Confused about the effect of a no deal Brexit on GDPR and your business? Read our essential guide for SME’s to let you know what you need to be thinking about now, in preparation for a potential no deal Brexit.
The GDPR (General Data Protection Regulations) were introduced by EU law but have been incorporated into UK law by the Data Protection Act 2018, so ultimately, most things will stay the same regardless of what happens with Brexit.
No Deal Brexit and GDPR | International Data Transfers
This will be the main area your organisation needs to prepare for. Even if you think you don’t transfer personal data internationally, you’d be surprised to find you actually might, even if it’s just where your personal data is stored on a cloud. For those who already comply, the main change will be your transfers to the EEA (EU countries plus Iceland, Norway and Liechtenstein).
1. If you have no contacts or customers in Europe…
As long as you comply with the GDPR and Data Protection Act 2018 now, there is little you need to do in preparation for Brexit.
If you don’t yet comply, get in touch today to find out about the GDPR services we offer to help you become compliant.
2. If you send or receive personal data to or from Europe…
Sending personal data to Europe will not be restricted so you can continue to do so (provided you’re compliant already) without the need for any additional steps. If you receive data from Europe you’ll need to take steps to ensure the data can continue to flow and you can do this by having a contract in place between you and the sender. This is because the sender in the EEA needs to be compliant in order to send data to the UK.
Although it’s their responsibility to ensure they are doing this in line with GDPR, commercially it may be within your interests to assist them to ensure the data continues to flow. This is because the UK would be considered a country that is not listed as adequate and as such there would be limitations in place for EEA countries to transfer data to the UK unless the UK is awarded adequacy status.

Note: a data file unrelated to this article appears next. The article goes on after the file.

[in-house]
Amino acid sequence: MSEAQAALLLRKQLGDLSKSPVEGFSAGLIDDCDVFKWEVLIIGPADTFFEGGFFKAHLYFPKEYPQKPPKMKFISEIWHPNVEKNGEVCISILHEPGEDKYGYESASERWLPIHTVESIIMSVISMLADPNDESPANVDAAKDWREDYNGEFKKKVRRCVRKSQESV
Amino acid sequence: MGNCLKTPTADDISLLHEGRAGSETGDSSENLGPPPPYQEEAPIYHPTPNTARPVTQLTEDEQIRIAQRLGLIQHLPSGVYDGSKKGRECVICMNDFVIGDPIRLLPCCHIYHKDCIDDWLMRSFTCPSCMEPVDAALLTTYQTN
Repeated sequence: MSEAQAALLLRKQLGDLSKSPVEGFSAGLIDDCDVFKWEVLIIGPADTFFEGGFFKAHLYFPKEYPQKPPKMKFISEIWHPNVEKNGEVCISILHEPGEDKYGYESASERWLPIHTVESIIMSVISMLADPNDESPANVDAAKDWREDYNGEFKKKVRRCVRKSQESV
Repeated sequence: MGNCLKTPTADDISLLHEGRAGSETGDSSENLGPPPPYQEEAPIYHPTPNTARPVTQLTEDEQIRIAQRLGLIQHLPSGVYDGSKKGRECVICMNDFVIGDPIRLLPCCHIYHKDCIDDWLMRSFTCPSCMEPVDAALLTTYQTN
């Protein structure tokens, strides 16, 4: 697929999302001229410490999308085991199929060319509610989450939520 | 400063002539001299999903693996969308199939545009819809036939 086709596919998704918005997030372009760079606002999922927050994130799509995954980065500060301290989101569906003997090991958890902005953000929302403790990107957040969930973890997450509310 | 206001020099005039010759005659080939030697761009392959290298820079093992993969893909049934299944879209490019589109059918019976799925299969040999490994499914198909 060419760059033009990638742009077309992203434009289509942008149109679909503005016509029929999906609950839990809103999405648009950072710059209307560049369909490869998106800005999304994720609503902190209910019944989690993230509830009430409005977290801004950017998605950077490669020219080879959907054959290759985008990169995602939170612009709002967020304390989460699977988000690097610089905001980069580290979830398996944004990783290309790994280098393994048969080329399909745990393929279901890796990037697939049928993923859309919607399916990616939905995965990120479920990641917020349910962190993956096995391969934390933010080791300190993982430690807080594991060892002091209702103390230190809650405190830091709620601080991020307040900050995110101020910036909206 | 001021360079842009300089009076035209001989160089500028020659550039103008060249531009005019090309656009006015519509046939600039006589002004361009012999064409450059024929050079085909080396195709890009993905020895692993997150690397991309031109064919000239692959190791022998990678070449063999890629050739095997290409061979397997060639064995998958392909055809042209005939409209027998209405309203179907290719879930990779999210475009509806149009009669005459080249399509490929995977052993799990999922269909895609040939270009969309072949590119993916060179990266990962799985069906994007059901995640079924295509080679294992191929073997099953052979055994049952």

However to be awarded adequacy status could take at least 12 months years and is not even guaranteed, so having measures in place now would be advised.
3. If you have a European presence or European customers…
If you have offices or branches in the EEA, your European activities will be covered by EU law. If you are based in the UK but offer goods and services in the EEA you will need to comply with EU data protection laws in regards to those activities. You may also need to appoint a representative in the EEA to act as your local representative. It can’t be your current Data Protection Officer (DPO).
4. If you send or receive personal data to or from countries outside Europe…
This is likely to remain the same and there should be an adoption of current EU adequacy and approved transfer safeguards over time. Therefore if you currently comply, there is unlikely to be much more you need to do.
Make sure you update your existing data protection documentation including privacy notices and data protection impact assessments with any changes you make.
The above is all based on there being a no deal Brexit without any agreed arrangements in place for data protection. It could all change if there is a deal and we will update our GDPR clients accordingly. A no deal would be worst case scenario so it doesn’t harm by being prepared and understanding what you need to have in place in preparation for this.
For additional advice on your current GDPR compliance or following Brexit, get in touch with our legally trained GDPR practitioners.